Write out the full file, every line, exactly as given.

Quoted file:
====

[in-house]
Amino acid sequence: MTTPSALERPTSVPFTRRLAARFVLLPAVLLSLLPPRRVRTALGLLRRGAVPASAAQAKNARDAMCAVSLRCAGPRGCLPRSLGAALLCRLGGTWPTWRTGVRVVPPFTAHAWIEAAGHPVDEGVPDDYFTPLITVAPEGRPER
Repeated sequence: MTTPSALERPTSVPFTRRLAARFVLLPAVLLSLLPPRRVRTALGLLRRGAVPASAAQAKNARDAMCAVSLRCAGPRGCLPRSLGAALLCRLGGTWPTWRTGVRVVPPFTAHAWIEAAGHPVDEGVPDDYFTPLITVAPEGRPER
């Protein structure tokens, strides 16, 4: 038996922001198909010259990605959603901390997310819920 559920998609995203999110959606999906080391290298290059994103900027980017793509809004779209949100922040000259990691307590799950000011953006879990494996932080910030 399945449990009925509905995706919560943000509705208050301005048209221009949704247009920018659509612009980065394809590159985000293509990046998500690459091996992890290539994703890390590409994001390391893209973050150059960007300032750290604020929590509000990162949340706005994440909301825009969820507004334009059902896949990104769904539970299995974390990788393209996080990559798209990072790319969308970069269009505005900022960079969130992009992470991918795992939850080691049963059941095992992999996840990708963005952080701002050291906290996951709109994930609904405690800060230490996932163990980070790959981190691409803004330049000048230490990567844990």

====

[in-house]
Amino acid sequence: MTTPSALERPTSVPFTRRLAARFVLLPAVLLSLLPPRRVRTALGLLRRGAVPASAAQAKNARDAMCAVSLRCAGPRGCLPRSLGAALLCRLGGTWPTWRTGVRVVPPFTAHAWIEAAGHPVDEGVPDDYFTPLITVAPEGRPER
Repeated sequence: MTTPSALERPTSVPFTRRLAARFVLLPAVLLSLLPPRRVRTALGLLRRGAVPASAAQAKNARDAMCAVSLRCAGPRGCLPRSLGAALLCRLGGTWPTWRTGVRVVPPFTAHAWIEAAGHPVDEGVPDDYFTPLITVAPEGRPER
């Protein structure tokens, strides 16, 4: 038996922001198909010259990605959603901390997310819920 559920998609995203999110959606999906080391290298290059994103900027980017793509809004779209949100922040000259990691307590799950000011953006879990494996932080910030 399945449990009925509905995706919560943000509705208050301005048209221009949704247009920018659509612009980065394809590159985000293509990046998500690459091996992890290539994703890390590409994001390391893209973050150059960007300032750290604020929590509000990162949340706005994440909301825009969820507004334009059902896949990104769904539970299995974390990788393209996080990559798209990072790319969308970069269009505005900022960079969130992009992470991918795992939850080691049963059941095992992999996840990708963005952080701002050291906290996951709109994930609904405690800060230490996932163990980070790959981190691409803004330049000048230490990567844990």